A while back, news reports indicated that musician(?) Courtney Love was stuck paying $430,000 plus interest to a designer about whom she had unkind words on MySpace and Twitter. That’s an expensive tweet. Ms. Love stated things such as that her designer was a “nasty lying hosebag,” “thief,” and other invective not suitable to be repeated here.
Wait a minute – isn’t there First Amendment protection for opinion expressed on the internet? Well, yes and no. There is broad First Amendment protection for expression of opinion if it is clear that by giving your “opinion,” you are not basing it on undisclosed facts. Here are some examples of statements that were found to be constitutionally protected opinion:
– that a developer’s negotiating position was “blackmail”
– that investors would “sour on” a project in a “stock tip” column
– that a reporter’s story was “sloppy journalism
– that a loudspeaker system did not have “high accuracy”
– describing a fund’s ads as “lies, damn lies, and fund advertisements
– stating that the sale of living wills was a “scam”
– an accusation of “blatant mismanagement”
– that buyers of stock have been “duped” into a “scam”
Normally, the kind of hyperbole in which Ms. Love engaged is the kind of thing that would fall into this constitutionally protect opinion. Ms. Love’s problem was that her statements appeared to be based on undisclosed facts regarding her personal dealings with the designer. When the expression of opinion appears to be based on undisclosed facts, then it is moved from the realm of constitutionally-protected opinion, and the speaker may be liable if the implied facts are not true.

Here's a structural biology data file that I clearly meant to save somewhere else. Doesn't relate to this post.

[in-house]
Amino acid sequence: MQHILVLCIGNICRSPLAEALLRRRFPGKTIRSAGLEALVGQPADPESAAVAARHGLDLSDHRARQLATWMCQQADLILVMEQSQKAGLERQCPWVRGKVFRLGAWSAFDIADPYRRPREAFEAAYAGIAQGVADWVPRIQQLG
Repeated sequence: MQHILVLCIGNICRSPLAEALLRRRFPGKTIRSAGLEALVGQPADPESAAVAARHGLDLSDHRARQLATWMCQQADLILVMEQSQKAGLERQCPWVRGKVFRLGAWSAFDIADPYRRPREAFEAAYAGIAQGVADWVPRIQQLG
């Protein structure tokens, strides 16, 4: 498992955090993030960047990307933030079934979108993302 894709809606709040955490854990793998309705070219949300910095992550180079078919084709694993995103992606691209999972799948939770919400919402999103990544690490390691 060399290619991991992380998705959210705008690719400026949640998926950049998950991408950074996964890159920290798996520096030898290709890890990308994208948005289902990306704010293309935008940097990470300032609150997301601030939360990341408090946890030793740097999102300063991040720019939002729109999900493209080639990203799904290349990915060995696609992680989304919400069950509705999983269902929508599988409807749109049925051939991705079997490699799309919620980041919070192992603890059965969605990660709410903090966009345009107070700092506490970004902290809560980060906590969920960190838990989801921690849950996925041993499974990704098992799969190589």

Also, the strong protection of opinion works best in areas of “public interest.” Not knowing all the facts, it is not clear whether Ms. Love’s beef with the designer involved issues that would have been of interest to the designer’s other customers or potential customers.
The lesson here is that when you want to express an opinion about someone on the internet, or anywhere else, make it clear that you are stating all the facts on which your opinion is based. Use publicly available facts, such as link’s to the person’s own statements or other web sites. Also make sure you are speaking on an area of public interest. Having an attorney experienced in First Amendment issues review the communication before it goes out is always a good idea.
If you have questions regarding the First Amendment, free speech or any other legal issue, contact our office by telephone at (303) 864-9797 or email at firstname.lastname@example.org.
Sam Ventola has a wide variety of experience in litigation, legal education, and mediation. He has been an attorney on both sides in business litigation, employment disputes, probate litigation, and personal injury cases. In addition to being an attorney, he has been a mediator, hearing officer, labor relations professor, and lecturer on litigation, employment and First Amendment issues. He has also achieved the rating of AV Preeminent® by Martindale Hubbell.